The words ish and isha both contain the word aish, Hebrew for “fire.” Just as the flames of a fire constantly reach upwards, so, too, the essence of the ish/isha role is that we direct ourselves upwards, always striving for greater heights in our spiritual growth, ever seeking a deeper connection with our Source.

A woman must develop her spiritual and intellectual potential to the fullest

A woman must cultivate a relationship with her Creator and use her mind to its fullest capacity. Only then, asserts the Akeidat Yitzchak, can a woman fulfill her second role as Chava, “mother of all life,” a role which crowns the role of isha.

It is important to note two details in this commentary. First, he emphasizes (or rather, in his commentary Jacob emphasizes) the need for a fully developed isha to preceed Chava. Bear in mind: In those days, there was an obvious connection between the physical and the spiritual, and this in no way implies that women today who are infertile are lacking in their relationship with the Divine, nor that all mothers today are perfect. The relevance for us today is clearly in its insight into the mother-child relationship, into the power of a mother to convey the warmth and the light of Torah, of Shabbat, of bath time, of sunsets, and of every detail of Jewish life.

Yet the Akeidat Yitzchak seems to suggest even more—that how a mother works on herself prior to birth is bound up with bringing the soul of a child into this world. By giving your child the best you that can possibly be, you empower him or her to be the best that he can be—starting with the spiritual journey he makes into this world. And once here, it is on her intellectual abilities and practical savvy that a child will most heavily depend.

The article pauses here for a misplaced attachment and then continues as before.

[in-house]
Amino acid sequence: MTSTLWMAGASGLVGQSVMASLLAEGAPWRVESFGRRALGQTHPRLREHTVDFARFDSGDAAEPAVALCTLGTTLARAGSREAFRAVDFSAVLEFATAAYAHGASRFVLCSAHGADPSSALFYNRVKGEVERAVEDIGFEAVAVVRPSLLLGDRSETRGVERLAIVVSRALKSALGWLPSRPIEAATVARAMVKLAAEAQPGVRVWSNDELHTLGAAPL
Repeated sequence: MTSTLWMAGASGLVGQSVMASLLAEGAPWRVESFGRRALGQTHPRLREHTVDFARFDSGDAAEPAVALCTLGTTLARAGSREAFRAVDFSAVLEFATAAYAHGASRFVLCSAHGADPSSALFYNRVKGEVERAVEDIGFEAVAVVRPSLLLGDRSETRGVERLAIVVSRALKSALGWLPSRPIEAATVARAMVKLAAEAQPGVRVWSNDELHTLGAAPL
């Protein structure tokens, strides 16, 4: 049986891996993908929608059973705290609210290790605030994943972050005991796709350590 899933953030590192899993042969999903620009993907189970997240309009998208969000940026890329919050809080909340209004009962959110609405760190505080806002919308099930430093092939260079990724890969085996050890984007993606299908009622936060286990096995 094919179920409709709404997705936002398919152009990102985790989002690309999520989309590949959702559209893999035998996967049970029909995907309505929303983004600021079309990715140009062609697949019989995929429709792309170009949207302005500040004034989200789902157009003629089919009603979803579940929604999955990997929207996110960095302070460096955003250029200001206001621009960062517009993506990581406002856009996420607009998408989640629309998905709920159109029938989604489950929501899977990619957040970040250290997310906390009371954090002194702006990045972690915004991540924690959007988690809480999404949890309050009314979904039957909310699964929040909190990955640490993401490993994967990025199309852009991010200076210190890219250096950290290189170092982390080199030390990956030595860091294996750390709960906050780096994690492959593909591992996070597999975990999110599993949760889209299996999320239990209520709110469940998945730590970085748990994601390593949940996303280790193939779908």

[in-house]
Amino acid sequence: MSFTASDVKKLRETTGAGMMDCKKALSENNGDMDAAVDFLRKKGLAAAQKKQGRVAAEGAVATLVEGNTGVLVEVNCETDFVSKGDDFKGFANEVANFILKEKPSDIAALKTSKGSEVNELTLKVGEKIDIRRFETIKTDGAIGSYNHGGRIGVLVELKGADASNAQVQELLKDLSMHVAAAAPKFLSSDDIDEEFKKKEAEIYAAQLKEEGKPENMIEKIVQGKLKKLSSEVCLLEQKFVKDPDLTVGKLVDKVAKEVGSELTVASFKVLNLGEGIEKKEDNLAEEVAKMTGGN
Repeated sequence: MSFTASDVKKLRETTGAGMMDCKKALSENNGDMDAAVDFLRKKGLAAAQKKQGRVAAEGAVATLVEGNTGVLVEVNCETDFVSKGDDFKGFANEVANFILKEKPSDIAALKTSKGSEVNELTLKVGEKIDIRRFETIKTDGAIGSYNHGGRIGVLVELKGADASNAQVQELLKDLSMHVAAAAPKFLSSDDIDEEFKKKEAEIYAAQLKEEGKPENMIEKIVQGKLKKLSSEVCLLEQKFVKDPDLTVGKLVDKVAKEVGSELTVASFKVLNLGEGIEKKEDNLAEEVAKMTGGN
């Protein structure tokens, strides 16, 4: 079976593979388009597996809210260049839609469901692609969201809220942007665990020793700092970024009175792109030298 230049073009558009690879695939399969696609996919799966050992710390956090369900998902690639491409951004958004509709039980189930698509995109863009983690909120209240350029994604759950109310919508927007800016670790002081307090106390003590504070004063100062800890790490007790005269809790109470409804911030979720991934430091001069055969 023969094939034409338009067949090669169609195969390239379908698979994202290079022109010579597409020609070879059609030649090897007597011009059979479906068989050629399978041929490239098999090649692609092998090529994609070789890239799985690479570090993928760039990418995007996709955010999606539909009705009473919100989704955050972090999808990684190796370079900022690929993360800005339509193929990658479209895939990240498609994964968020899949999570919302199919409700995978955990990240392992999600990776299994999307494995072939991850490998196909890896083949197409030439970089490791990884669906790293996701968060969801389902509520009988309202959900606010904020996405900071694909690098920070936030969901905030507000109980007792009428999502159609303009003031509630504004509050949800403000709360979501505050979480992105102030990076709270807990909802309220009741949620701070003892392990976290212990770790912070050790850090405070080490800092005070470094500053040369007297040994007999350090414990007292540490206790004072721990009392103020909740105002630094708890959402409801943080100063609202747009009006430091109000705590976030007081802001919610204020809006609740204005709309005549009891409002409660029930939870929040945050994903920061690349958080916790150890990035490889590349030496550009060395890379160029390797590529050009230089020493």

The second detail which is interesting to note, and which sheds light on what makes a marriage a Jewish marriage, is that the Akeidat Yitzchak places the role of wife within the isha role. What he is suggesting is a relationship which is both intellectually and spiritually charged, a relationship of two equals striving together towards the same higher goal. It is a relationship which calls to mind a line from the blessings traditionally recited at a Jewish wedding, “these two loving friends.”

Parenthood, then, which is truly the most beautiful, most important, and most challenging role two people could ever undertake, is ideally meant to crown two people mature in their relationship with G‑d and with one another.

We can learn a great deal about ourselves—and the role of a Jewish woman—from the exchange between Jacob and Rachel. Stated more gently, every woman has a vibrant contribution to make to this world whether married or single, whether blessed with children or still waiting. And every mother has more to give her children, spiritually and intellectually, than she’s ever imagined.